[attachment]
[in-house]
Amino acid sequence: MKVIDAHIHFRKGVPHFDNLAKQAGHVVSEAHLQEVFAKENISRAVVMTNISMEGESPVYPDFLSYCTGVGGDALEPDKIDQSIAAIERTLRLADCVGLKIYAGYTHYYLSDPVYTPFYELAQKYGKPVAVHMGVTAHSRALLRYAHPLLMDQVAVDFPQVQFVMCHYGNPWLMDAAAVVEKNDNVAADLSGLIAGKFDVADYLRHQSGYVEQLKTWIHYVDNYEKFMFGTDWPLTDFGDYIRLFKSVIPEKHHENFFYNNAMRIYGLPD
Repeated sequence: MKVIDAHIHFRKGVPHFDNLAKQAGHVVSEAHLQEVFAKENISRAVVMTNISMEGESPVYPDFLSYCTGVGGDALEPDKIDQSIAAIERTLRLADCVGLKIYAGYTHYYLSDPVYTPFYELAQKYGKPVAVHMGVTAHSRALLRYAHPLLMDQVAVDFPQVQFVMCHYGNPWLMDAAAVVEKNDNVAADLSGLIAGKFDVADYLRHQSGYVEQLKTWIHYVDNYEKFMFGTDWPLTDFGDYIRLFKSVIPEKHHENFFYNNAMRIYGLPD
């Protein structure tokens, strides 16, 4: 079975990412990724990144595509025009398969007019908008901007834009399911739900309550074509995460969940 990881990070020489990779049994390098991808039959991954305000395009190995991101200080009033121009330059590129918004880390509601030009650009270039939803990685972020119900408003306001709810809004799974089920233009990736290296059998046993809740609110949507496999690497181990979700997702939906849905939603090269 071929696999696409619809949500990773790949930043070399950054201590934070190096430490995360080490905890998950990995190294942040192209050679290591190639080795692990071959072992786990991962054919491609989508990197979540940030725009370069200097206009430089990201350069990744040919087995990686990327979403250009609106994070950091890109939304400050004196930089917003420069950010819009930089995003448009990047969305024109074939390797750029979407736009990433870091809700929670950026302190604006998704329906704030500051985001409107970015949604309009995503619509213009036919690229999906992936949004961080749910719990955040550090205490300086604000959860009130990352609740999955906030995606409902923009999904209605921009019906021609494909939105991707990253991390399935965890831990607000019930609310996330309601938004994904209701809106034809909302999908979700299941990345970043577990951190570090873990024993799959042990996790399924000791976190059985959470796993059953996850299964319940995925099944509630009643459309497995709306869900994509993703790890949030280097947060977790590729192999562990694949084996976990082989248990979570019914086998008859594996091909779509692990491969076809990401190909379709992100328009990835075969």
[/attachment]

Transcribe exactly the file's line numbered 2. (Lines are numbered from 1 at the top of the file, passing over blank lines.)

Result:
Amino acid sequence: MKVIDAHIHFRKGVPHFDNLAKQAGHVVSEAHLQEVFAKENISRAVVMTNISMEGESPVYPDFLSYCTGVGGDALEPDKIDQSIAAIERTLRLADCVGLKIYAGYTHYYLSDPVYTPFYELAQKYGKPVAVHMGVTAHSRALLRYAHPLLMDQVAVDFPQVQFVMCHYGNPWLMDAAAVVEKNDNVAADLSGLIAGKFDVADYLRHQSGYVEQLKTWIHYVDNYEKFMFGTDWPLTDFGDYIRLFKSVIPEKHHENFFYNNAMRIYGLPD